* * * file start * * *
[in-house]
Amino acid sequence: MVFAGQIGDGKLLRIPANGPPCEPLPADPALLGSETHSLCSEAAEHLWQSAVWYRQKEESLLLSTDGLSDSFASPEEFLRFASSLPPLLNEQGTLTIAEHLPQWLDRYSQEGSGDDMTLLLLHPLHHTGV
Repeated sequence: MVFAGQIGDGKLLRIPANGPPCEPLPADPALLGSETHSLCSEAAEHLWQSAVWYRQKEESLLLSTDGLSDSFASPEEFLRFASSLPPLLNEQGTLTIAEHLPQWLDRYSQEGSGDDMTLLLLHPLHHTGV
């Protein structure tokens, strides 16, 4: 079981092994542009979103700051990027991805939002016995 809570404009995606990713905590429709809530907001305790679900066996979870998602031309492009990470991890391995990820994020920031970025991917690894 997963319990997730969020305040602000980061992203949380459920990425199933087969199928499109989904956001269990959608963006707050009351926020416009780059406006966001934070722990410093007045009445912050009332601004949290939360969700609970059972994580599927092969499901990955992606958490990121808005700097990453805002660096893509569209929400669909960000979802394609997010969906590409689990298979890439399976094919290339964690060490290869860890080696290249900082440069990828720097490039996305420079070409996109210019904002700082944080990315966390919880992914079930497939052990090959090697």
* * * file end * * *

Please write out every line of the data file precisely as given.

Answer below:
[in-house]
Amino acid sequence: MVFAGQIGDGKLLRIPANGPPCEPLPADPALLGSETHSLCSEAAEHLWQSAVWYRQKEESLLLSTDGLSDSFASPEEFLRFASSLPPLLNEQGTLTIAEHLPQWLDRYSQEGSGDDMTLLLLHPLHHTGV
Repeated sequence: MVFAGQIGDGKLLRIPANGPPCEPLPADPALLGSETHSLCSEAAEHLWQSAVWYRQKEESLLLSTDGLSDSFASPEEFLRFASSLPPLLNEQGTLTIAEHLPQWLDRYSQEGSGDDMTLLLLHPLHHTGV
């Protein structure tokens, strides 16, 4: 079981092994542009979103700051990027991805939002016995 809570404009995606990713905590429709809530907001305790679900066996979870998602031309492009990470991890391995990820994020920031970025991917690894 997963319990997730969020305040602000980061992203949380459920990425199933087969199928499109989904956001269990959608963006707050009351926020416009780059406006966001934070722990410093007045009445912050009332601004949290939360969700609970059972994580599927092969499901990955992606958490990121808005700097990453805002660096893509569209929400669909960000979802394609997010969906590409689990298979890439399976094919290339964690060490290869860890080696290249900082440069990828720097490039996305420079070409996109210019904002700082944080990315966390919880992914079930497939052990090959090697």